zone? No mention is made in the article of the cost and
method of any waste disposal, nor the environmental or infra-structure
issues that pertain to nuclear development.
National Grid are offering yet another consultation on pylons and
associated infra-structure, having conceded that some of the cabling to
distribute power from the proposed Moorside development must go
underground. It's almost as if they are expecting a pat on
the head for being good. Rather that they answer the
question of why they are pressing ahead before any final commitment has
been made to go ahead with Moorside. As with the airports
and Hinkley, it seems that if infra-structure arguments can be overcome
by going ahead before decisions on the main event have become final,
those making the final decision will be swayed. After all,
nobody likes to lose face, least of all politicians. We still
find it somewhat amusing and simultaneously galling, to see BBC news
items featuring reporters interviewing local people around the Duddon
estuary who are upset about the proposed power-lines. Firstly,
they seem not to have twigged that one set of lines will not be
sufficient, and secondly, whilst objecting to a lesser feature of the
nuclear expansion plans, they do not see the elephant in the room.
Without the hideous Moorside development there would be no power
lines. Can they not object to both?
One wonders, too, about the effects of the electromagnetic fields which
surround such power lines. Their effect on health and the
environment is not mentioned anywhere in the literature we have seen.
We believe it should not be possible to build these lines close
to communities. It is known that high voltage power lines,
together with substations and ancillary equipment, can affect people
and the environment, in the same way that cell phone masts can.
Radiation-Free Lakeland are hoping to commission a report into the
design of the AP1000 reactors. If you would like to contribute
you can donate by going to: https://www.justgiving.com/crowdfunding/marianne-birkby If you prefer, you can just send her a message via her website: https://mariannewildart.wordpress.com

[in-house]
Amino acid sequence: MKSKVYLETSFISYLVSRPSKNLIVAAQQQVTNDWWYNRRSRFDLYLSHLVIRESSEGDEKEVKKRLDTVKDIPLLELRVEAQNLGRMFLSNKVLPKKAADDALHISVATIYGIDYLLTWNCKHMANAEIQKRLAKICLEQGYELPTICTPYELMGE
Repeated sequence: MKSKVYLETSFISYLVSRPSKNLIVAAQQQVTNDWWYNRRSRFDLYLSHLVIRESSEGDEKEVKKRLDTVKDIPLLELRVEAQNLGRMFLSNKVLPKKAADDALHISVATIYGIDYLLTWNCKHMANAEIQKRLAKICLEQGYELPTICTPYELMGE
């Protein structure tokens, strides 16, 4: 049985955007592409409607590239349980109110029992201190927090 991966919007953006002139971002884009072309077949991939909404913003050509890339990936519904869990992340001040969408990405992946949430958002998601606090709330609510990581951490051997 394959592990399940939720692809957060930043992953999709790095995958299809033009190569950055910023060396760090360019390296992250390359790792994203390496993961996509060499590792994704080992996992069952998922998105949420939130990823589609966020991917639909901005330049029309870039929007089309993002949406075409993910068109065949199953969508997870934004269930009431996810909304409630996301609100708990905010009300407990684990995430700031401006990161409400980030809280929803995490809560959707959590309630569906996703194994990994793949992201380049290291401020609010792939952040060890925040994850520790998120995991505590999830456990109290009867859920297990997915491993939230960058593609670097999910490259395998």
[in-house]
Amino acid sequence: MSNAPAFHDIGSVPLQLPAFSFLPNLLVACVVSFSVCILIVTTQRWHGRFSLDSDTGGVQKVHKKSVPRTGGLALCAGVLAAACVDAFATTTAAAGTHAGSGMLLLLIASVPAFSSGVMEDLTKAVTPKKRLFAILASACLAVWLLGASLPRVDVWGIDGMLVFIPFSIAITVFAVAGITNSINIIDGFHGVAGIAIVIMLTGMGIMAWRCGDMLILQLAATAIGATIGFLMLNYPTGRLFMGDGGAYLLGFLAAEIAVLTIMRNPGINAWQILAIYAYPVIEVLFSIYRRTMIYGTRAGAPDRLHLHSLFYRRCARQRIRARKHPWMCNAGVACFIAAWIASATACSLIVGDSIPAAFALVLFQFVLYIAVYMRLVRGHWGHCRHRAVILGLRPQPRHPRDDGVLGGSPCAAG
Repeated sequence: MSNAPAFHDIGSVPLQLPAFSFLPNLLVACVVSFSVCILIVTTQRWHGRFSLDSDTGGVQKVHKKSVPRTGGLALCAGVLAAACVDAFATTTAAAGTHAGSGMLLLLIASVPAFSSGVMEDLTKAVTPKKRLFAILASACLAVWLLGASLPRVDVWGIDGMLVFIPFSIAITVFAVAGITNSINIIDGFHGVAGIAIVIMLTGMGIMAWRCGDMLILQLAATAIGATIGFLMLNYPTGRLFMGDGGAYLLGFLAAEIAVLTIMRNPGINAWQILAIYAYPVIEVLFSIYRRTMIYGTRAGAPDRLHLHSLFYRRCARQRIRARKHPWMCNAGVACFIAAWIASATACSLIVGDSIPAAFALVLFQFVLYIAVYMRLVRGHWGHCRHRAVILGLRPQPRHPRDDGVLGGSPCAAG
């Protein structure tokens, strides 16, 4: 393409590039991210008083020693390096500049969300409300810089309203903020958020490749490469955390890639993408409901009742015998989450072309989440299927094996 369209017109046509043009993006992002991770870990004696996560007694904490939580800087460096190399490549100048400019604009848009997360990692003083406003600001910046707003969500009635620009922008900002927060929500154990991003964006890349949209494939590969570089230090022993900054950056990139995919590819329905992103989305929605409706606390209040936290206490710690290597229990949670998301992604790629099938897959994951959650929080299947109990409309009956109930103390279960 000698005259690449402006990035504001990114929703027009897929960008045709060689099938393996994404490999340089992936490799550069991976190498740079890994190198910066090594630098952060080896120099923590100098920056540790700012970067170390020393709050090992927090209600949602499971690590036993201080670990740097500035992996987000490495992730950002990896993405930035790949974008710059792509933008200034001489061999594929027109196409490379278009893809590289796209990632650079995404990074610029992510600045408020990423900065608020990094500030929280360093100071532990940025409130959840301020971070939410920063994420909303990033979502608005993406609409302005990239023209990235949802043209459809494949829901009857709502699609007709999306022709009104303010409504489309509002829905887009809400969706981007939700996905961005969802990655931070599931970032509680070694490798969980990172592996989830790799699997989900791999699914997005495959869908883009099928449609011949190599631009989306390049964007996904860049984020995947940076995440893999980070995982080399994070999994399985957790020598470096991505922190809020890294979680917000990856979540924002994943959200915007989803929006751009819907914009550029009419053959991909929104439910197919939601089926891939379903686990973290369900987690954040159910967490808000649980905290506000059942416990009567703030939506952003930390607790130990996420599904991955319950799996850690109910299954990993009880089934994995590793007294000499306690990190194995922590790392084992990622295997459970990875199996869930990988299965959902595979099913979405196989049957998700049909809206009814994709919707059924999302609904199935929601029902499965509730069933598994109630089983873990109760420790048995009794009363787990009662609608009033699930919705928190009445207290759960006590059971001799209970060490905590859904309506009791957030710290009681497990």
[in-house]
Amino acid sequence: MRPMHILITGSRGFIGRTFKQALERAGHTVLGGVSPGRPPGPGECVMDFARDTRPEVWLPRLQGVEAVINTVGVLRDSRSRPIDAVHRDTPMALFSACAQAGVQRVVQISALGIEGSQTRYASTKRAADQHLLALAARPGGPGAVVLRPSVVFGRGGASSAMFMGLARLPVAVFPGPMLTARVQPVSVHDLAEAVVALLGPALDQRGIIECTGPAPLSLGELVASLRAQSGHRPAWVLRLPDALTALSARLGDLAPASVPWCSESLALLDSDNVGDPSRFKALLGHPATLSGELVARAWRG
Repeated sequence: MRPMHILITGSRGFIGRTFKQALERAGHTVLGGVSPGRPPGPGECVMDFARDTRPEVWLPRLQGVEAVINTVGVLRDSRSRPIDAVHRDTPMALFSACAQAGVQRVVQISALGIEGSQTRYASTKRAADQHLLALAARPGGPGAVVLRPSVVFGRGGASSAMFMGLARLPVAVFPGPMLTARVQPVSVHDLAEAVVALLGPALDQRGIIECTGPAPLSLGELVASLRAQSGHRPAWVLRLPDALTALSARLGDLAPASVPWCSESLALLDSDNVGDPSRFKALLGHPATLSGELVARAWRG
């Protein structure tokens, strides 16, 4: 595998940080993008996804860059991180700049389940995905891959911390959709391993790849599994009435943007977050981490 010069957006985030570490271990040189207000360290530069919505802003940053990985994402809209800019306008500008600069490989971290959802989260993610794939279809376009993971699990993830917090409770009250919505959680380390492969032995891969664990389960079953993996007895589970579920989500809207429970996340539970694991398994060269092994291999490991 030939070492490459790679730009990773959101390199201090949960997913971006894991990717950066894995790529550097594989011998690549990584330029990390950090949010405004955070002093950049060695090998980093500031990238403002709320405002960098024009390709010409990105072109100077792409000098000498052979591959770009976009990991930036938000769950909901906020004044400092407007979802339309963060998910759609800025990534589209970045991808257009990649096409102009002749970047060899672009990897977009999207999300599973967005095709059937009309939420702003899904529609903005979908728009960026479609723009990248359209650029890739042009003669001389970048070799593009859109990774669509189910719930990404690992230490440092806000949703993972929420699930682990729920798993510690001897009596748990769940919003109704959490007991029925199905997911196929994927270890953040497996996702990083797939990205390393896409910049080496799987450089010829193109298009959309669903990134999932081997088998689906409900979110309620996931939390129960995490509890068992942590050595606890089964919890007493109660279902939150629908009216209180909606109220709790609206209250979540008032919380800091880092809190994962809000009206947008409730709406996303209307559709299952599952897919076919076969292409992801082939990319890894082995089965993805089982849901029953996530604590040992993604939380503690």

Radiation-Free Lakeland are also advocating that objectors to the
Moorside scheme write to the Chief Executive Officer of Engie, to
suggest she follows up on her own statement that the future of
electricity generation belongs with renewables. The address to
write to with your objections is: http://engie-globalenergy.com/contact
The statement was reported as under: "Lacking in Engie?"
The much vaunted, leastways by Électricité de France,
reliability of the French nuclear generators is somewhat undermined by
the fact that currently 19 of their reactors are off-line, while a
further 12 are to follow suit. 2016 figures show that Areva has debts of €5.8 billion, and Électricité de France €39 billion. Small wonder they want the business.
Lacking in Engie?
On 28/10/16, Engie Chief Executive Officer Isabelle Kocher told reporters that, "Nuclear is and will remain an important element of our strategy."
However, she went on to add that, "There
was less room now for nuclear power than there was 20 years ago as
other technologies had emerged and were increasingly competitive." Acknowledging the recent rapid improvements in storage technology, she said that, "In
some cases it is better to install renewables with batteries, but that
in some countries nuclear will probably remain necessary in the energy
has a 40 percent stake in the Toshiba-led NuGen consortium to build the
three Westinghouse AP 1000 nuclear reactors at the Moorside site.
Intriguingly, Kocher said Engie was far from taking investment decisions on its British and Turkish projects.
Presumably, if enough objections were raised then it may be
possible to dissuade the company from going ahead. Decisions
in 2018 for the proposed Moorside development, but "Could be
sooner if it becomes clear that the regulatory context and market
environment are not favourable," she said. The final, somewhat
negative-looking, statement is somewhat heartening for those who oppose
"Even without the link to nuclear proliferation, nuclear power carries
dangers of a magnitude that we ought not to accept. There is
something profoundly stupid about continuing to multiply a series of
engineering marvels that contain fifteen billion curies of radiation.
We do not know enough about radiation and cannot be sure enough
of our technical prowess to allow this system to dominate our energy
supply. Moreover, the instinctive fear of radioactivity is not
irrational, as the nuclear advocates assert; it is also so
universal and so enduring that it is a political fact of life."
from "The Nuclear Barons" by Peter Pringle and James Spigelman